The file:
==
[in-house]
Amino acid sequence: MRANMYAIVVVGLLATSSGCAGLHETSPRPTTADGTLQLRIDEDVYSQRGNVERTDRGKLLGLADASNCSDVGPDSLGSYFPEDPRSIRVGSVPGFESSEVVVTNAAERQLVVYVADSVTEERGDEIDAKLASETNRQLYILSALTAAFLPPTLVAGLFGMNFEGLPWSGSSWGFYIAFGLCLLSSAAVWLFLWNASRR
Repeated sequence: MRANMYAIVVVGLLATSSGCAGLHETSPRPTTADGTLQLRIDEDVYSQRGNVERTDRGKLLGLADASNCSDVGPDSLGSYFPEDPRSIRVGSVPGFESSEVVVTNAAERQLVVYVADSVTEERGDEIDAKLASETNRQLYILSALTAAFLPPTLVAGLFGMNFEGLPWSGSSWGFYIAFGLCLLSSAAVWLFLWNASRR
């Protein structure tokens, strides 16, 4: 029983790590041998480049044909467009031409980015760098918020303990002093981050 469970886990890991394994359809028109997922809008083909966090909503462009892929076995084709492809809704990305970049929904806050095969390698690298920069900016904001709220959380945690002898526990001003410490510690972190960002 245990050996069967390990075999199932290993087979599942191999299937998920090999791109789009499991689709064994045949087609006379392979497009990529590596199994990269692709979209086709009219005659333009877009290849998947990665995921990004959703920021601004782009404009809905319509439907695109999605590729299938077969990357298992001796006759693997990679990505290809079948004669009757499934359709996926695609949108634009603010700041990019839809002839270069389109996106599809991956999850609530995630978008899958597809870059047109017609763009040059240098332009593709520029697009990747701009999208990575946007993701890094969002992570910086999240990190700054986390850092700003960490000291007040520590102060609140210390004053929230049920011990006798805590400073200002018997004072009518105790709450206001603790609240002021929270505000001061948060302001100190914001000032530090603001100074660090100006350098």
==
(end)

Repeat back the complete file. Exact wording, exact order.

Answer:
[in-house]
Amino acid sequence: MRANMYAIVVVGLLATSSGCAGLHETSPRPTTADGTLQLRIDEDVYSQRGNVERTDRGKLLGLADASNCSDVGPDSLGSYFPEDPRSIRVGSVPGFESSEVVVTNAAERQLVVYVADSVTEERGDEIDAKLASETNRQLYILSALTAAFLPPTLVAGLFGMNFEGLPWSGSSWGFYIAFGLCLLSSAAVWLFLWNASRR
Repeated sequence: MRANMYAIVVVGLLATSSGCAGLHETSPRPTTADGTLQLRIDEDVYSQRGNVERTDRGKLLGLADASNCSDVGPDSLGSYFPEDPRSIRVGSVPGFESSEVVVTNAAERQLVVYVADSVTEERGDEIDAKLASETNRQLYILSALTAAFLPPTLVAGLFGMNFEGLPWSGSSWGFYIAFGLCLLSSAAVWLFLWNASRR
């Protein structure tokens, strides 16, 4: 029983790590041998480049044909467009031409980015760098918020303990002093981050 469970886990890991394994359809028109997922809008083909966090909503462009892929076995084709492809809704990305970049929904806050095969390698690298920069900016904001709220959380945690002898526990001003410490510690972190960002 245990050996069967390990075999199932290993087979599942191999299937998920090999791109789009499991689709064994045949087609006379392979497009990529590596199994990269692709979209086709009219005659333009877009290849998947990665995921990004959703920021601004782009404009809905319509439907695109999605590729299938077969990357298992001796006759693997990679990505290809079948004669009757499934359709996926695609949108634009603010700041990019839809002839270069389109996106599809991956999850609530995630978008899958597809870059047109017609763009040059240098332009593709520029697009990747701009999208990575946007993701890094969002992570910086999240990190700054986390850092700003960490000291007040520590102060609140210390004053929230049920011990006798805590400073200002018997004072009518105790709450206001603790609240002021929270505000001061948060302001100190914001000032530090603001100074660090100006350098």